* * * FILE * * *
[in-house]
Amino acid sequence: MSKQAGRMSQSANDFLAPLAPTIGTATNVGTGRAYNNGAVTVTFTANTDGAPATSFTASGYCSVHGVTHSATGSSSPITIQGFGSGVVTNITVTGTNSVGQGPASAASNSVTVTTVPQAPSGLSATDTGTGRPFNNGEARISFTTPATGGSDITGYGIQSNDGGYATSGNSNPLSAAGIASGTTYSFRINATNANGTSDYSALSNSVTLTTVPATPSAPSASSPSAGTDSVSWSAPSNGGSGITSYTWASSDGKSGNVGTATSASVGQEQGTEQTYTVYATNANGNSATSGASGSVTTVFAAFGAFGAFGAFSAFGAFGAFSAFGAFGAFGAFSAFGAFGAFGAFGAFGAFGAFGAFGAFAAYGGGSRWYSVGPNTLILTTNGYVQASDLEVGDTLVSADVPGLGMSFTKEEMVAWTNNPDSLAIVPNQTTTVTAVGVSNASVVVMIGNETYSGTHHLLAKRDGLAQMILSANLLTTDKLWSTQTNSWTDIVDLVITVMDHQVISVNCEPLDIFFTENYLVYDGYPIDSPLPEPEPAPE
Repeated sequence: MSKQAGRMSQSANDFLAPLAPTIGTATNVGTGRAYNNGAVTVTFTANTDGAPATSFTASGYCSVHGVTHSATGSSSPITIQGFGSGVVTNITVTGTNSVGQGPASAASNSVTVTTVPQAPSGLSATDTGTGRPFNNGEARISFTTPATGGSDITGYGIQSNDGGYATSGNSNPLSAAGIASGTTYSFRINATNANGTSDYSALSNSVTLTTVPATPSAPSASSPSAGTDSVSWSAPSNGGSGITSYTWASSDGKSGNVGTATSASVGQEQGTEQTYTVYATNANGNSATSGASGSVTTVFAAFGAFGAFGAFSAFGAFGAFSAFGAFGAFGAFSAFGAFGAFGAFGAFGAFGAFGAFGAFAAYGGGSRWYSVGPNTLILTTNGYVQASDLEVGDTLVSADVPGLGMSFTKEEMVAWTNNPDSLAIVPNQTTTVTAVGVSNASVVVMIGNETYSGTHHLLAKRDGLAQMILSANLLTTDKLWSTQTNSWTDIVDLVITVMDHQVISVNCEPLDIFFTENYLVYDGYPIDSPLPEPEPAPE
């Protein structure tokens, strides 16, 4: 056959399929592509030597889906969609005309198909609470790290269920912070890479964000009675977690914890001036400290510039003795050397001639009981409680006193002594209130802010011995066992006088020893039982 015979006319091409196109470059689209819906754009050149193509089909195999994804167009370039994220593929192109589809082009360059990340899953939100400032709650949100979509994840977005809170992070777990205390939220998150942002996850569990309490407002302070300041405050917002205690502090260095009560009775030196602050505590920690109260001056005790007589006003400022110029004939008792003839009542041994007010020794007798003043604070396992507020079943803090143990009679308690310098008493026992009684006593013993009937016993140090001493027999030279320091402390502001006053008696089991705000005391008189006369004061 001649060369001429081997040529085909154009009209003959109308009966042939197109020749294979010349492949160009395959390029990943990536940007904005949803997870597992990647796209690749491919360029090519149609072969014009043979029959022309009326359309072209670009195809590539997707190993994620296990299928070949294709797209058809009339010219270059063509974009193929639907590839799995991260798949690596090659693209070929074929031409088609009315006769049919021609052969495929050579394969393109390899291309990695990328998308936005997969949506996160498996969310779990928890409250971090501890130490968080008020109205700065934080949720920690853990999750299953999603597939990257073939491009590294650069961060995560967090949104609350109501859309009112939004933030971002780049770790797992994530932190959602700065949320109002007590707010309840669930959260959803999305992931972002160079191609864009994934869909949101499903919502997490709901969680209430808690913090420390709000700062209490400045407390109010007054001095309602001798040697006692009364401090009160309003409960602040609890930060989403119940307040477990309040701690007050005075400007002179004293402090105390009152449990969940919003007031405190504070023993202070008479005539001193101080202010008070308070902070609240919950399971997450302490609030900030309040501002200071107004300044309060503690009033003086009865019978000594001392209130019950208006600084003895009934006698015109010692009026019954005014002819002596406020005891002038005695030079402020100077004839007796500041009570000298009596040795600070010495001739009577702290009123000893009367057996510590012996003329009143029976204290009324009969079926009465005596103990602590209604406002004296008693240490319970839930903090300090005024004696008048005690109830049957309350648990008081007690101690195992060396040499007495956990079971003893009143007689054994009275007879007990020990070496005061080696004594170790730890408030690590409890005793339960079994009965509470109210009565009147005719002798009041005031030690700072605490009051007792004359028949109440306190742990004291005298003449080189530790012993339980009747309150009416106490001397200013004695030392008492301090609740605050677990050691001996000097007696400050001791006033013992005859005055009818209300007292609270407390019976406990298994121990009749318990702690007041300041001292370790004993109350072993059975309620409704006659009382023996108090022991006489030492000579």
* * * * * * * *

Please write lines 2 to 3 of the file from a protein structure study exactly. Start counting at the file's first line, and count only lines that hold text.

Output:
Amino acid sequence: MSKQAGRMSQSANDFLAPLAPTIGTATNVGTGRAYNNGAVTVTFTANTDGAPATSFTASGYCSVHGVTHSATGSSSPITIQGFGSGVVTNITVTGTNSVGQGPASAASNSVTVTTVPQAPSGLSATDTGTGRPFNNGEARISFTTPATGGSDITGYGIQSNDGGYATSGNSNPLSAAGIASGTTYSFRINATNANGTSDYSALSNSVTLTTVPATPSAPSASSPSAGTDSVSWSAPSNGGSGITSYTWASSDGKSGNVGTATSASVGQEQGTEQTYTVYATNANGNSATSGASGSVTTVFAAFGAFGAFGAFSAFGAFGAFSAFGAFGAFGAFSAFGAFGAFGAFGAFGAFGAFGAFGAFAAYGGGSRWYSVGPNTLILTTNGYVQASDLEVGDTLVSADVPGLGMSFTKEEMVAWTNNPDSLAIVPNQTTTVTAVGVSNASVVVMIGNETYSGTHHLLAKRDGLAQMILSANLLTTDKLWSTQTNSWTDIVDLVITVMDHQVISVNCEPLDIFFTENYLVYDGYPIDSPLPEPEPAPE
Repeated sequence: MSKQAGRMSQSANDFLAPLAPTIGTATNVGTGRAYNNGAVTVTFTANTDGAPATSFTASGYCSVHGVTHSATGSSSPITIQGFGSGVVTNITVTGTNSVGQGPASAASNSVTVTTVPQAPSGLSATDTGTGRPFNNGEARISFTTPATGGSDITGYGIQSNDGGYATSGNSNPLSAAGIASGTTYSFRINATNANGTSDYSALSNSVTLTTVPATPSAPSASSPSAGTDSVSWSAPSNGGSGITSYTWASSDGKSGNVGTATSASVGQEQGTEQTYTVYATNANGNSATSGASGSVTTVFAAFGAFGAFGAFSAFGAFGAFSAFGAFGAFGAFSAFGAFGAFGAFGAFGAFGAFGAFGAFAAYGGGSRWYSVGPNTLILTTNGYVQASDLEVGDTLVSADVPGLGMSFTKEEMVAWTNNPDSLAIVPNQTTTVTAVGVSNASVVVMIGNETYSGTHHLLAKRDGLAQMILSANLLTTDKLWSTQTNSWTDIVDLVITVMDHQVISVNCEPLDIFFTENYLVYDGYPIDSPLPEPEPAPE